Multiple Senate Democrats signal opposition to Biden’s Pentagon pick

President-elect Joe Biden will officially tap retired four-star General Lloyd J. Austin III to be his Defense Secretary Wednesday, but some Senate Democrats are already expressing opposition to the pick because of a law that mandates the Pentagon chief must be retired from the military for at least seven years.

Austin, who retired in 2016, would need a waiver in order to take the civilian role, which was granted to retired Marine General Jim Mattis in 2017 when President Trump nominated him. 

Seventeen Senate Democrats voted no on the waiver for Mattis, and some are already saying they will repeat a no vote on the waiver for Austin. 

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“It is exciting and historic, but I believe that a waiver of the seven-year rule would contravene the basic principle that there should be civilian control over a nonpolitical military,” Sen. Richard Blumenthal, D-Conn., told reporters Tuesday. “The principle is essential to our democracy.”

Sen. Jon Tester, D-Mont., also said he doesn’t think he will vote to give a waiver to Austin. 

“I love Mattis, I thought Mattis was a great secretary. And I think this guy is gonna be a great Secretary of Defense. I just think that we ought to look at the rules,” Tester said Tuesday, according to The Hill

Sen. Elizabeth Warren, D-Mass., also said that she can’t vote for a waiver for Austin. 

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“I have great respect for Gen. Austin. His career has been exemplary, and I look forward to meeting him and talking to him more, but I opposed a waiver for General Mattis, and I will oppose a waiver for General Austin,” she told reporters  Tuesday according to The Hill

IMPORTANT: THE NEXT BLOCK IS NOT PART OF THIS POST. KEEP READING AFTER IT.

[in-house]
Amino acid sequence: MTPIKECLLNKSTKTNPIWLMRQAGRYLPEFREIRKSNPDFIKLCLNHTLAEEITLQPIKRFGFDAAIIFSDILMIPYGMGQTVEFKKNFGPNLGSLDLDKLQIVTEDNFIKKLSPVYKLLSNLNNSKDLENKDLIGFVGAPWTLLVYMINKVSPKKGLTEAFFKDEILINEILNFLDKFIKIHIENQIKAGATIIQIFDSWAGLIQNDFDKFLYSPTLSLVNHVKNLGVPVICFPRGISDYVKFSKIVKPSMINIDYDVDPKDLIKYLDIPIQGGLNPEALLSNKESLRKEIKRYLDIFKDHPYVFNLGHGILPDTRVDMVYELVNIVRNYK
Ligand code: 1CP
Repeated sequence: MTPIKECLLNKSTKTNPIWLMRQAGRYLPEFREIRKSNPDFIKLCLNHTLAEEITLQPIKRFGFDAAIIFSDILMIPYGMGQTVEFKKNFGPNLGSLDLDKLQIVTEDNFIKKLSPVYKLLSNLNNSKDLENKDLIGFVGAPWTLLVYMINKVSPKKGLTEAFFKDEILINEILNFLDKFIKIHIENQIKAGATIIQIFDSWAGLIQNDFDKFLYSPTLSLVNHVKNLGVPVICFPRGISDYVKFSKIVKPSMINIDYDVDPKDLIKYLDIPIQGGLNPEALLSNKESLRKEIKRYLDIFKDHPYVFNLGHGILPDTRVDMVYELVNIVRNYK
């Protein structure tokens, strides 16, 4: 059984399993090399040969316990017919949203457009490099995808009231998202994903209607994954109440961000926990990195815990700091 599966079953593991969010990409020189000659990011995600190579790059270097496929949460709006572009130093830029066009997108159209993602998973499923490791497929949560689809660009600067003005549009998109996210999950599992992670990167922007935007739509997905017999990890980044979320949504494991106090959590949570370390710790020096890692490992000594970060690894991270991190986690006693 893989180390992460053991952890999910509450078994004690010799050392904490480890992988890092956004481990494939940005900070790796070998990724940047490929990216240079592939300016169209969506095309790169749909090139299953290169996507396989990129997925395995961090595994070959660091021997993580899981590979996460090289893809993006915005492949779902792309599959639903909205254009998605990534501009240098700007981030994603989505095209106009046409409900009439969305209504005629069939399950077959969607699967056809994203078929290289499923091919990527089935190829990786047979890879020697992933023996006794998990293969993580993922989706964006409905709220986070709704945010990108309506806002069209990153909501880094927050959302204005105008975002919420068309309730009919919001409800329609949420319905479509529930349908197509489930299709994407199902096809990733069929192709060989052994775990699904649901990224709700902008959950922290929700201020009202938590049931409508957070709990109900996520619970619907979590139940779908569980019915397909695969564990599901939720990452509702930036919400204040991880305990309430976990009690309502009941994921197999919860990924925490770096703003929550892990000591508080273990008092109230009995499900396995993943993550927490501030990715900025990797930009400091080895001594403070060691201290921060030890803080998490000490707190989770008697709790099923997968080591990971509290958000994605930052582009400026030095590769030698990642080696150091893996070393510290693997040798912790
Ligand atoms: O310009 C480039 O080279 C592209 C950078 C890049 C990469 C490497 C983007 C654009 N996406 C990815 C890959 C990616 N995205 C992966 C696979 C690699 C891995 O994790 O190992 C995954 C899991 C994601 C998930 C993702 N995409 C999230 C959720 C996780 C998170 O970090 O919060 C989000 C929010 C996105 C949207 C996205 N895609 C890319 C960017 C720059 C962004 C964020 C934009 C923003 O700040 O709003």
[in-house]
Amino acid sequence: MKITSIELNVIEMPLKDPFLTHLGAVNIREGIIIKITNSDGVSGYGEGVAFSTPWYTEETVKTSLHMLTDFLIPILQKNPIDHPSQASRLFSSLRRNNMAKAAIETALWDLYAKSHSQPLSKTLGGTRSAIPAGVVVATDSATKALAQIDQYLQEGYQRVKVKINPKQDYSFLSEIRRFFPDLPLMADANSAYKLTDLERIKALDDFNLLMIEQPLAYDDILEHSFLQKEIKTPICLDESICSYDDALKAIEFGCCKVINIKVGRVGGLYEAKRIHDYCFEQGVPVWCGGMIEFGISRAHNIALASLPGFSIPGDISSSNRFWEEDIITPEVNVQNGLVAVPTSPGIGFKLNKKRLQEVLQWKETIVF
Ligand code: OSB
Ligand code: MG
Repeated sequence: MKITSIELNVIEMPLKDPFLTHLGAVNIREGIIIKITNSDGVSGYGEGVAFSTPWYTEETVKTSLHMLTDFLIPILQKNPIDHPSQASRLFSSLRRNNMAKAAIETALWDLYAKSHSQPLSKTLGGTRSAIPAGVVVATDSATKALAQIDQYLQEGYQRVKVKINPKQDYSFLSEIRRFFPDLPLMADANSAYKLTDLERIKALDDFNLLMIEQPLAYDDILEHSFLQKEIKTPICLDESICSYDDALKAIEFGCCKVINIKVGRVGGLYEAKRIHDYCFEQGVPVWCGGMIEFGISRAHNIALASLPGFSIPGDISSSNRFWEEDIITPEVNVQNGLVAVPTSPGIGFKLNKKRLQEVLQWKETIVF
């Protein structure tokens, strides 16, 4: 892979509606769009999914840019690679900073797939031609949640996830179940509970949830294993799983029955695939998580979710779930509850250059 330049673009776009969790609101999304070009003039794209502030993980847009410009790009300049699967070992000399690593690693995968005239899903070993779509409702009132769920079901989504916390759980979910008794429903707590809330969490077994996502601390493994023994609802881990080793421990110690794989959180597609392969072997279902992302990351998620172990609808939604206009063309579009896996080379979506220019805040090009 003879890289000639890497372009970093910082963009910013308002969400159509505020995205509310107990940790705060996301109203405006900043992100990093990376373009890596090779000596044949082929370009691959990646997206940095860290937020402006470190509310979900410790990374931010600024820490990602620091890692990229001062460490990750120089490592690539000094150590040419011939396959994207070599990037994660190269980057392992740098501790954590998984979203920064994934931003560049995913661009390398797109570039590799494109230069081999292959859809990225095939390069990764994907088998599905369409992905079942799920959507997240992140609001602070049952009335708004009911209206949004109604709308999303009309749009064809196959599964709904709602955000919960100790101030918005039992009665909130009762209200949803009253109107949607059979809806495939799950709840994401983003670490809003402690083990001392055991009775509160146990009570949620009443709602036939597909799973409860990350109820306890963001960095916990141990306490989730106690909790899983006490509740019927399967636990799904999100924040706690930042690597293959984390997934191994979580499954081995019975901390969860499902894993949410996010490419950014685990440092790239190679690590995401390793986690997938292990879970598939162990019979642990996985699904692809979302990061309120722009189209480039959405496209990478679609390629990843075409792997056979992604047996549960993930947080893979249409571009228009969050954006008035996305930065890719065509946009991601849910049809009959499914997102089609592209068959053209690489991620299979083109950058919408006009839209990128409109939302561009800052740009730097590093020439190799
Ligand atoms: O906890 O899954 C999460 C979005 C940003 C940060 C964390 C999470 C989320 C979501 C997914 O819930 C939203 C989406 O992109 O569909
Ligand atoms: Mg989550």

A waiver must also be approved by the House, which easily passed the request for Mattis by a vote of 268-151. 

Speaker Nancy Pelosi, D-Calif., has already signaled she will support the waiver, but other House Democrats are hesitant about it. 

“After the last 4 years, civil-military relations at the Pentagon definitely need to be rebalanced,” Rep. Elissa Slotkin, D-Mich., tweeted Tuesday. “Gen. Austin has had an incredible career––but I’ll need to understand what he and the Biden Administration plan to do to address these concerns before I can vote for his waiver.”

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Before Mattis, the only other time a waiver was granted was in 1950, when George Marshall was nominated to be the Defense Secretary. 

President-elect Joe Biden addressed the controversy in an op-ed for The Atlantic Tuesday, saying that he and Austin “believe in the importance of civilian control of our military.”

“Austin also knows that the secretary of defense has a different set of responsibilities than a general officer and that the civil-military dynamic has been under great stress these past four years,” Biden wrote. “He will work tirelessly to get it back on track.”

Austin, who became the first Black vice chief of staff of the Army in 2012, would be the first Black Secretary of Defense if confirmed. 

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The Associated Press contributed to this report.